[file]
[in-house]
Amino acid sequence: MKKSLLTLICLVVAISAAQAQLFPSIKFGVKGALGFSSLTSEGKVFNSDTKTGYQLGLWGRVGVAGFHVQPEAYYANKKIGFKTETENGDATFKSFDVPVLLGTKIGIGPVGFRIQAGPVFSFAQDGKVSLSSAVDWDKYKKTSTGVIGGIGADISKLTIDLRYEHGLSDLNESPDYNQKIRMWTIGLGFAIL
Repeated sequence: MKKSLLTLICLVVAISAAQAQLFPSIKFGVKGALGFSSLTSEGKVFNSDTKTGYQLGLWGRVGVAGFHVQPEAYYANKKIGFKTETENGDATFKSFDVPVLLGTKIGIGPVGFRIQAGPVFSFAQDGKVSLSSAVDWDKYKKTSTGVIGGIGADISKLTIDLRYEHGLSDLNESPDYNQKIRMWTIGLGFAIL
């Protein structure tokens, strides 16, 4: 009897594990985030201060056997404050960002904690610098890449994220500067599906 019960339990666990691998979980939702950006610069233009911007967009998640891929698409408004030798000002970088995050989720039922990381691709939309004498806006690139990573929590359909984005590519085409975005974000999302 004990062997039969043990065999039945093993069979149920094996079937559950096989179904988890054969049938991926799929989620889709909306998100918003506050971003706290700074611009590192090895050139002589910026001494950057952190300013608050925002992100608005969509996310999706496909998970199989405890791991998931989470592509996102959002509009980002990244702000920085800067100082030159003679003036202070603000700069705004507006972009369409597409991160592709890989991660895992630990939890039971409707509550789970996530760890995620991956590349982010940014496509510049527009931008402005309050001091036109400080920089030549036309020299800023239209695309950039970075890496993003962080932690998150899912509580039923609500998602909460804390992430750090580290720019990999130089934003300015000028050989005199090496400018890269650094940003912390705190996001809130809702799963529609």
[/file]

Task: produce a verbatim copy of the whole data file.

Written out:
[in-house]
Amino acid sequence: MKKSLLTLICLVVAISAAQAQLFPSIKFGVKGALGFSSLTSEGKVFNSDTKTGYQLGLWGRVGVAGFHVQPEAYYANKKIGFKTETENGDATFKSFDVPVLLGTKIGIGPVGFRIQAGPVFSFAQDGKVSLSSAVDWDKYKKTSTGVIGGIGADISKLTIDLRYEHGLSDLNESPDYNQKIRMWTIGLGFAIL
Repeated sequence: MKKSLLTLICLVVAISAAQAQLFPSIKFGVKGALGFSSLTSEGKVFNSDTKTGYQLGLWGRVGVAGFHVQPEAYYANKKIGFKTETENGDATFKSFDVPVLLGTKIGIGPVGFRIQAGPVFSFAQDGKVSLSSAVDWDKYKKTSTGVIGGIGADISKLTIDLRYEHGLSDLNESPDYNQKIRMWTIGLGFAIL
């Protein structure tokens, strides 16, 4: 009897594990985030201060056997404050960002904690610098890449994220500067599906 019960339990666990691998979980939702950006610069233009911007967009998640891929698409408004030798000002970088995050989720039922990381691709939309004498806006690139990573929590359909984005590519085409975005974000999302 004990062997039969043990065999039945093993069979149920094996079937559950096989179904988890054969049938991926799929989620889709909306998100918003506050971003706290700074611009590192090895050139002589910026001494950057952190300013608050925002992100608005969509996310999706496909998970199989405890791991998931989470592509996102959002509009980002990244702000920085800067100082030159003679003036202070603000700069705004507006972009369409597409991160592709890989991660895992630990939890039971409707509550789970996530760890995620991956590349982010940014496509510049527009931008402005309050001091036109400080920089030549036309020299800023239209695309950039970075890496993003962080932690998150899912509580039923609500998602909460804390992430750090580290720019990999130089934003300015000028050989005199090496400018890269650094940003912390705190996001809130809702799963529609």